Every year, Hand & Lock organizes a competition for the prestigious Prize for Embroidery to promote the use of hand embroidery in couture. The 2014 brief was Floral: Pattern and Geometry. Twelve finalists were selected from nearly a thousand photographic entries. Each finalist was then paired with an industry specialist who mentored him/her throughout the design, development, and execution process.
On October 12, 2014, finished garments arrived at the Hand & Lock studios. On Friday, the 7th of November, London’s Bishopsgate Institute hosted the final of the 2014 Hand & Lock Prize for Embroidery. Today we’ll meet the second place winner in the Student Category.
Location: Colombo, Sri Lanka
Tell us a little about yourself and how you spend your time: I studied various fields of design and specialized in Fashion and Textile design field. My passion for embroidery resulted in working under my own label, “ERA . à la mode”, designing and producing bridal and occasional wear with accessories, mainly focusing on hand-executed embroidery.
I look forward to entering into costume designing where I can get the opportunity to create costumes for storytelling with a sense of fantasy.
I take pleasure in reading fantasy and romance, also love to travel as it encourages to broaden my mind and to become more open to new experiences and ideas.
Favorite embroidery or textile medium: 3D Embroidery & Fabric Manipulation
Congratulations on your win, Eranga! Describe your Hand & Lock entry: I interpreted the brief by expressing the “Queenly Power” and related characteristics from Elizabethan era and its use of gold thread embroidery combined with crystal stone work to denote status and authority. Concept of “Perfect Balance” is achieved through complex 3D modules, spirograph and shaded colour effects. The inspirations for the embroidery is derived from the beauty of mathematics in nature, perceiving that many forms observed in flora relate to geometry. Simple two dimensional circular forms are used to create floral geometry in complex 3D structures.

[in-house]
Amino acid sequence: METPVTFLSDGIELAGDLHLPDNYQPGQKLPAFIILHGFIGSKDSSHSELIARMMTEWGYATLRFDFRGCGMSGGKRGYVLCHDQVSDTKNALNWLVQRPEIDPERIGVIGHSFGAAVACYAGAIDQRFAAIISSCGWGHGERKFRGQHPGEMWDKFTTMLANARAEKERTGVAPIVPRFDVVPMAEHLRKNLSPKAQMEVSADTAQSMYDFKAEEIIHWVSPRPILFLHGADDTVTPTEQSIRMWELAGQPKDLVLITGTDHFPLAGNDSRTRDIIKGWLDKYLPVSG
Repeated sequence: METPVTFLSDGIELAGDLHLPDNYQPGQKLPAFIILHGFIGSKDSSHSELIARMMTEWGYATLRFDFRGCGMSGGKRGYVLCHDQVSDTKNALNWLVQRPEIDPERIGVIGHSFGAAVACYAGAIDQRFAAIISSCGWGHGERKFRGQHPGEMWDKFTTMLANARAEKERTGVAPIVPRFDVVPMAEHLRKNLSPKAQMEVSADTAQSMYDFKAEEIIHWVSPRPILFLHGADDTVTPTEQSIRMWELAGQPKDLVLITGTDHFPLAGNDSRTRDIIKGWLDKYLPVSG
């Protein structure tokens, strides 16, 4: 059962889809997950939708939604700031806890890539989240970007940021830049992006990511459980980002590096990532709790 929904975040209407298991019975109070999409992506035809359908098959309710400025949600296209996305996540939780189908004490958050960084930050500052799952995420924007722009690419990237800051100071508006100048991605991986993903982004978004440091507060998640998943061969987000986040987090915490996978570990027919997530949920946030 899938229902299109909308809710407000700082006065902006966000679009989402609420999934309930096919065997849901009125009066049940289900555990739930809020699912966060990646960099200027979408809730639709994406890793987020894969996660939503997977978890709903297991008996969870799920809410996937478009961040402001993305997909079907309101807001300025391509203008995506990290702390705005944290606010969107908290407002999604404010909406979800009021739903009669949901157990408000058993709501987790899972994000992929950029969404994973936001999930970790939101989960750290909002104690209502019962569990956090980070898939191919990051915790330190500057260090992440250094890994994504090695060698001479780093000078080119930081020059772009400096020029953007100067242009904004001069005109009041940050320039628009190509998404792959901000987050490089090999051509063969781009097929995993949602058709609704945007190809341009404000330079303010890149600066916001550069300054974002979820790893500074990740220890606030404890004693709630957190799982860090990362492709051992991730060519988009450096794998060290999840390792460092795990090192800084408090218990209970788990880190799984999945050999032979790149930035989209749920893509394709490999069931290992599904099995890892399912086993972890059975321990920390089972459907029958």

What made you want to enter this competition? The main reason is that the competition encourages participants to explore embroidery in a different and unusual way. Not to mention the enticing and thought-provoking brief given by the organizers.
What motivated your choice for your entry? The passion to explore endless possibilities in the application of embroidery in fantasy costumes.
Are there any secrets you can now reveal about your entry? At one point, I was inspired by some experiments, deviated from my initial sketch and resulted totally unexpected interesting forms. Creating the part which goes parallel to the backbone was quite challenging as I preferred to have it without a fabric backing. I did my experiments straight on a dressmaker dummy and sometimes it was doubtful what form it would take to regain its balance once I withdraw it from the dummy. There were lot of trials and errors.
Who was your mentor, and how did s/he help with your project? Renee Lindell. She immensely supported in improving the project. It was always encouraging as she regularly reviewed my progress, reminding me to work according to my time plan. I really appreciate that she always gave priority to my ideas and guided me accordingly. I also believe it’s really useful to receive comments from a different angle when your mind is excessively preoccupied on a single project for months.